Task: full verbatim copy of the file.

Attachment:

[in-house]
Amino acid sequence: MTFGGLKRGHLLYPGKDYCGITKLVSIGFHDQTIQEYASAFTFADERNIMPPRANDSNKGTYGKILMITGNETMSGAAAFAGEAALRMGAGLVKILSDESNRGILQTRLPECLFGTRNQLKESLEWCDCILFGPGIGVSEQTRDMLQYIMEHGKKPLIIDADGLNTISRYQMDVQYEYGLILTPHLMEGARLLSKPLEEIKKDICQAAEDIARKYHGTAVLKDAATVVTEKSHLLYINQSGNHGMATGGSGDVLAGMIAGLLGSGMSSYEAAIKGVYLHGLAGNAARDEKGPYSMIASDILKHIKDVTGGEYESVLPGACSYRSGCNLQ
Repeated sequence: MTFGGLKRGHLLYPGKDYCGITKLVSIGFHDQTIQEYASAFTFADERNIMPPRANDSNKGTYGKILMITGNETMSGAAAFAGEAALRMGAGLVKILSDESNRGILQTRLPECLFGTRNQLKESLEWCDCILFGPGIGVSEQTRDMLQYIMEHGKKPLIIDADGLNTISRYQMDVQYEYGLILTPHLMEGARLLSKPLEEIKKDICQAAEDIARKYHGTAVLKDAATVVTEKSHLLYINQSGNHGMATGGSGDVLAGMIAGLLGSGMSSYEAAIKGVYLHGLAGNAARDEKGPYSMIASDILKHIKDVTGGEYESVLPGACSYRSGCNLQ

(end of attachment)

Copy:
[in-house]
Amino acid sequence: MTFGGLKRGHLLYPGKDYCGITKLVSIGFHDQTIQEYASAFTFADERNIMPPRANDSNKGTYGKILMITGNETMSGAAAFAGEAALRMGAGLVKILSDESNRGILQTRLPECLFGTRNQLKESLEWCDCILFGPGIGVSEQTRDMLQYIMEHGKKPLIIDADGLNTISRYQMDVQYEYGLILTPHLMEGARLLSKPLEEIKKDICQAAEDIARKYHGTAVLKDAATVVTEKSHLLYINQSGNHGMATGGSGDVLAGMIAGLLGSGMSSYEAAIKGVYLHGLAGNAARDEKGPYSMIASDILKHIKDVTGGEYESVLPGACSYRSGCNLQ
Repeated sequence: MTFGGLKRGHLLYPGKDYCGITKLVSIGFHDQTIQEYASAFTFADERNIMPPRANDSNKGTYGKILMITGNETMSGAAAFAGEAALRMGAGLVKILSDESNRGILQTRLPECLFGTRNQLKESLEWCDCILFGPGIGVSEQTRDMLQYIMEHGKKPLIIDADGLNTISRYQMDVQYEYGLILTPHLMEGARLLSKPLEEIKKDICQAAEDIARKYHGTAVLKDAATVVTEKSHLLYINQSGNHGMATGGSGDVLAGMIAGLLGSGMSSYEAAIKGVYLHGLAGNAARDEKGPYSMIASDILKHIKDVTGGEYESVLPGACSYRSGCNLQ